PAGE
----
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I haven't explained this well.

But what i mean is, if I have an ajax script that loads the content of a page in a DIV element, through the function 'loadpage('whatever.php');, instead of going around manually doing this to all links, is there a way of having a script that automatically makes all regular links load through that ajax function?

Like on Facebook, your profile loads through ajax, yet if you look at their code, they just have a regular link to the profile.


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3 Answers 3

up vote 5 down vote accepted

Sure, you can do it with jQuery.

This script goes through the document, finds every anchor element and binds an event handler to the click event of each. When the anchor element is clicked, the event handler finds the href attribute and loads that page into #targetDiv (you can call this div whatever you want, of course).

<script type="text/javascript"
<script type="text/javascript">
$(document).ready(function() {
  $("a").click(function() {
    $("#targetDiv").load(($(this).attr("href") + " body");
    return false;


<!-- In your document body, this is the div you'd load the pages into. -->
<div id="targetDiv"></div>
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Hmm. I can't seem to get this script working, even though I've set it up all correctly? –  Tom Sep 19 '09 at 18:48
The syntax is correct, as far as I can tell. Be sure you've included jQuery in the head of your document. Also, make sure you change #targetDiv to the name of the div you're actually using on your page. –  Matt Howell Sep 19 '09 at 20:24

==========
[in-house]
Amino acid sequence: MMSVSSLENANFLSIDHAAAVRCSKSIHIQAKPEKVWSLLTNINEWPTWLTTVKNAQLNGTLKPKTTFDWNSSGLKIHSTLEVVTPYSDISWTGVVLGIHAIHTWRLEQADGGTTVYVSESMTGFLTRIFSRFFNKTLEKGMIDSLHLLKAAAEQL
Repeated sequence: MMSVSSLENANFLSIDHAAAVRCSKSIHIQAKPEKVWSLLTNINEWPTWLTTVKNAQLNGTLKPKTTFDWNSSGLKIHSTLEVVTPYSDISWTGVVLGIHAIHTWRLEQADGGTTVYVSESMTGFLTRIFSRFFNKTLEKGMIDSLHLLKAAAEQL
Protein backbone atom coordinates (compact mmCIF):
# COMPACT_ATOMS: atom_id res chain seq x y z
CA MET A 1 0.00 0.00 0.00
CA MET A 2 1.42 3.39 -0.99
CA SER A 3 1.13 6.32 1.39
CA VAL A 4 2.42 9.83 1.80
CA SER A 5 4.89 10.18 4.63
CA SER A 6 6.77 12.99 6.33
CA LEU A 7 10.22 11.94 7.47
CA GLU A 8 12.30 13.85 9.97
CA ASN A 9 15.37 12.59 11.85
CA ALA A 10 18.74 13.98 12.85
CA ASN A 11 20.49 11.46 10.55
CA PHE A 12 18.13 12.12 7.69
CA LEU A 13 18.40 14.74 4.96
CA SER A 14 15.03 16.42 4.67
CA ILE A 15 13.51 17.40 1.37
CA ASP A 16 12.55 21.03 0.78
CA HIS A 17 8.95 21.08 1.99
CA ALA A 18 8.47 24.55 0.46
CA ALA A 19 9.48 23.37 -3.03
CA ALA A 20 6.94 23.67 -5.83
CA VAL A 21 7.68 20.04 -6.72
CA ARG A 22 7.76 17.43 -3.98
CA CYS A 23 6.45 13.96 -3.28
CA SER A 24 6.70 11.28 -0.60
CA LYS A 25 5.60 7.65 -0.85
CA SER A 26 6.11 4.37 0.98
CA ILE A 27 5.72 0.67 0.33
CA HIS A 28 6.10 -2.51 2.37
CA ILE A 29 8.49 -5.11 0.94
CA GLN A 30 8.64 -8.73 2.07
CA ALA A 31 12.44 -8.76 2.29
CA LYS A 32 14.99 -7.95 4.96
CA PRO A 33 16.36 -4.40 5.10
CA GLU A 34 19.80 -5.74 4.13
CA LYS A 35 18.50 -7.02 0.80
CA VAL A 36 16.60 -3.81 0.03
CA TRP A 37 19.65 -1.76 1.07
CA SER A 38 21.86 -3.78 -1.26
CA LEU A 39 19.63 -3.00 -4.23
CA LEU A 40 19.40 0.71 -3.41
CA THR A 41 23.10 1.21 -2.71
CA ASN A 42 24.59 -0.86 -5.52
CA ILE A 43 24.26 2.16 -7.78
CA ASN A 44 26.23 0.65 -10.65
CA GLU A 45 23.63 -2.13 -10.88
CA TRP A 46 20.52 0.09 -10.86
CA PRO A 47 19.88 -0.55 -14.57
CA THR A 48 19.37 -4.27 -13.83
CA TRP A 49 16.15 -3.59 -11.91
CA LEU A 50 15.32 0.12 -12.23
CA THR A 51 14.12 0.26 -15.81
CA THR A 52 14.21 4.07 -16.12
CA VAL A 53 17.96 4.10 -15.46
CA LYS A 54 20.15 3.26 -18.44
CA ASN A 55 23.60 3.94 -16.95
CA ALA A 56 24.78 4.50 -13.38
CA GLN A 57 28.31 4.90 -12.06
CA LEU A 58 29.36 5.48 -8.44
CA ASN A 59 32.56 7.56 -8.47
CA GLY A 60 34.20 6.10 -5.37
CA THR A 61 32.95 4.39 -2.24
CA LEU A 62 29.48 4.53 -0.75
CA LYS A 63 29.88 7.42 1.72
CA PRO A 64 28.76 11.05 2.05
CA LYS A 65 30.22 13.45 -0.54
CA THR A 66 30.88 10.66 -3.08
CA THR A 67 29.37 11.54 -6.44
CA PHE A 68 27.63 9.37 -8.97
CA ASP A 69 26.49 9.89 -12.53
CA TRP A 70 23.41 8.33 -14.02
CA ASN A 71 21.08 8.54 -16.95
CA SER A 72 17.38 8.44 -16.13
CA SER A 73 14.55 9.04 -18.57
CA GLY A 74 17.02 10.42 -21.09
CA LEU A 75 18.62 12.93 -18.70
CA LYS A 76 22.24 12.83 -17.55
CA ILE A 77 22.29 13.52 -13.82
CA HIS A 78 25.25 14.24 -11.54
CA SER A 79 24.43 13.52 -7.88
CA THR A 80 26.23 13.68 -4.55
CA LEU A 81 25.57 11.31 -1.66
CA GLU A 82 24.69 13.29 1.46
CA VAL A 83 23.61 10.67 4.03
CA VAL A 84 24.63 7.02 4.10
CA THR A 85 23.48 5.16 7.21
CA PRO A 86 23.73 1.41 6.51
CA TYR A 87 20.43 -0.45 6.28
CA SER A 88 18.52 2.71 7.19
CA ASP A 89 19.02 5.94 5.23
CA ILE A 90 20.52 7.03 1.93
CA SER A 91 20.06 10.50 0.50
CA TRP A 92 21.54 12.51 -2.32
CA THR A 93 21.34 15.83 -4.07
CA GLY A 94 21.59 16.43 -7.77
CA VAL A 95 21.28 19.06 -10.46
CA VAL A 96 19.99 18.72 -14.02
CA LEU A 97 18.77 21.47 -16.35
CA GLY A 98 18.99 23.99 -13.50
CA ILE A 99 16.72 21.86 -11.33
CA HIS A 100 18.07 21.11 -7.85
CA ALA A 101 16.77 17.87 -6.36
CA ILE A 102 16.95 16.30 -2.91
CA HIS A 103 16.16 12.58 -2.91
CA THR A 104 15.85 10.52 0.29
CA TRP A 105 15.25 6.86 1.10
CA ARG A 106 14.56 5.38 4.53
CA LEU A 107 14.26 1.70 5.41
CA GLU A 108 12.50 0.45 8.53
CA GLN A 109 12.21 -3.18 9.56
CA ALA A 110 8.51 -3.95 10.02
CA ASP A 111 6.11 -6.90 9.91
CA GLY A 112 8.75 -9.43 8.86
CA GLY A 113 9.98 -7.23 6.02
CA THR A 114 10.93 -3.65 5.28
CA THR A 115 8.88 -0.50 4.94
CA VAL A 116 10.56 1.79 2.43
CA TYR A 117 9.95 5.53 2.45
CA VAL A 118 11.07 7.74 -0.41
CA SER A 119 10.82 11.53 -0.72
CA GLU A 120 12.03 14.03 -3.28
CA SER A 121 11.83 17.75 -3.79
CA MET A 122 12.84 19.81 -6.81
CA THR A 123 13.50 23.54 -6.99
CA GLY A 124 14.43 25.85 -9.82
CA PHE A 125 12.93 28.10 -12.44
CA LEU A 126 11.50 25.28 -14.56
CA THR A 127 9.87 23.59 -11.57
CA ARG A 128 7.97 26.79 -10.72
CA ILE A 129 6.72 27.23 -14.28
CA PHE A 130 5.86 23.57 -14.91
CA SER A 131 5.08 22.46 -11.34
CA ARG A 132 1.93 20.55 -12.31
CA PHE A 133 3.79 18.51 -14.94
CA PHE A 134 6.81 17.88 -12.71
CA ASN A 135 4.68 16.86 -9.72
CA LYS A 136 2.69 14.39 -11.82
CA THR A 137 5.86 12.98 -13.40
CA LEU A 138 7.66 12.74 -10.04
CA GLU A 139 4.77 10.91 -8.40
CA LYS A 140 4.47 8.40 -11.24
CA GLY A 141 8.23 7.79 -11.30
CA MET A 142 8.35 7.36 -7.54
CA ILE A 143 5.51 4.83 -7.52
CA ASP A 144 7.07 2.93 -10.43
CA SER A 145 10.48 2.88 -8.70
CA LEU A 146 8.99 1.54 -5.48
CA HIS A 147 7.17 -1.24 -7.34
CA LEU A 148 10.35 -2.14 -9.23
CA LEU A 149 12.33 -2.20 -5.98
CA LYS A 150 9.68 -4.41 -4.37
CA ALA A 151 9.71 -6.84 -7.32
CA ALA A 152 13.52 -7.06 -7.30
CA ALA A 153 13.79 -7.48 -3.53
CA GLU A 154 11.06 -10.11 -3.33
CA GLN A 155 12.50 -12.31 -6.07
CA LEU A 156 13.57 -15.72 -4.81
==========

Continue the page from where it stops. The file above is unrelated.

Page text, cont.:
oh, and what type of URL can I put? is it only internal links? would /folder/folder.php be valid? or /folder/folder2 if folder2 went to a pHP script through .htaccess? –  Tom Sep 20 '09 at 14:38
because when I try to 'load' a page, it updates the div, but just appears blank. –  Tom Sep 20 '09 at 14:41
Any link on the same domain should work -- if the URL is redirected via .htaccess, it shouldn't matter. –  Matt Howell Sep 20 '09 at 18:50

You can use JQuery for this (if I understand your question right).

First you can make the function loadpage() as follows:

function loadpage(divId, url) {
    $('#' + divId).load(url);

    return false;

.load() isn't supported by all browsers though. If you want to do this without .load() then you can check out .get(). For more info on .load(), take a look at http://docs.jquery.com/Ajax/load

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I'm assuming it would go something like this:

        $("body").load($(this).attr("href") + " body");
        return false;

This would make all <a> tags on the page call a function that downloads a HTML document from the href attribute of the tag, strip out it's body tag, and replace the contents of the current page's body tag with the contents of the new body tag. This way, it's easier to work this with no JavaScript, as well as integrate it into an existing site.

To use it, you place this into a <script> tag in the head of your main page, or in an external JS file.

Please note, however, that this code only updates the contents of the <body> tag, the head (including the title tag) remains untouched. You may need to add extra code to update things like this.

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good suggestion to target the body of the link's URL. –  Matt Howell Sep 19 '09 at 17:55
Cheers for the fast reply (I would have replied to the others, but this seemed like the best solution). I'm not too familiar with jquery but it looks good so I've set it up. Where would I place this to use this and what effect would it have? Sorry to be so ignorant! –  Tom Sep 19 '09 at 18:02
@Tom - Updated answer –  MiffTheFox Sep 19 '09 at 19:07
this works, but it just loads a blank page? –  Tom Sep 20 '09 at 18:59
what if the reply was in json and you needed to take the json and based on that re-render a div? –  VN44CA Aug 4 '10 at 23:49

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